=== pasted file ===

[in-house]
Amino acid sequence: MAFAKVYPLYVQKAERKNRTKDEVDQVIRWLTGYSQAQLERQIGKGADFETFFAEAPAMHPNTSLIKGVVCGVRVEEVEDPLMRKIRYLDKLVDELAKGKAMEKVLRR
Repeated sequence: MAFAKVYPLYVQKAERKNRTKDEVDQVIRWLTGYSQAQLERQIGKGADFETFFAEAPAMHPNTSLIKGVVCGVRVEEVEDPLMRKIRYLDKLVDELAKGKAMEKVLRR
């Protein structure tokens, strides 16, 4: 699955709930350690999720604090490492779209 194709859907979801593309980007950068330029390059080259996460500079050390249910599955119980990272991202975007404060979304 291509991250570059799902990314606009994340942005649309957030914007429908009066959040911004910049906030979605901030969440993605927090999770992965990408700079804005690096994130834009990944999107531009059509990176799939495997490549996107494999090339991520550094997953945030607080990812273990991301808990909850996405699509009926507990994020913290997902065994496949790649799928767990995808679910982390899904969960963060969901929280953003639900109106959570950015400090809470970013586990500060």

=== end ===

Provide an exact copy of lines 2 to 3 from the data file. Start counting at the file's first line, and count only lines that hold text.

Amino acid sequence: MAFAKVYPLYVQKAERKNRTKDEVDQVIRWLTGYSQAQLERQIGKGADFETFFAEAPAMHPNTSLIKGVVCGVRVEEVEDPLMRKIRYLDKLVDELAKGKAMEKVLRR
Repeated sequence: MAFAKVYPLYVQKAERKNRTKDEVDQVIRWLTGYSQAQLERQIGKGADFETFFAEAPAMHPNTSLIKGVVCGVRVEEVEDPLMRKIRYLDKLVDELAKGKAMEKVLRR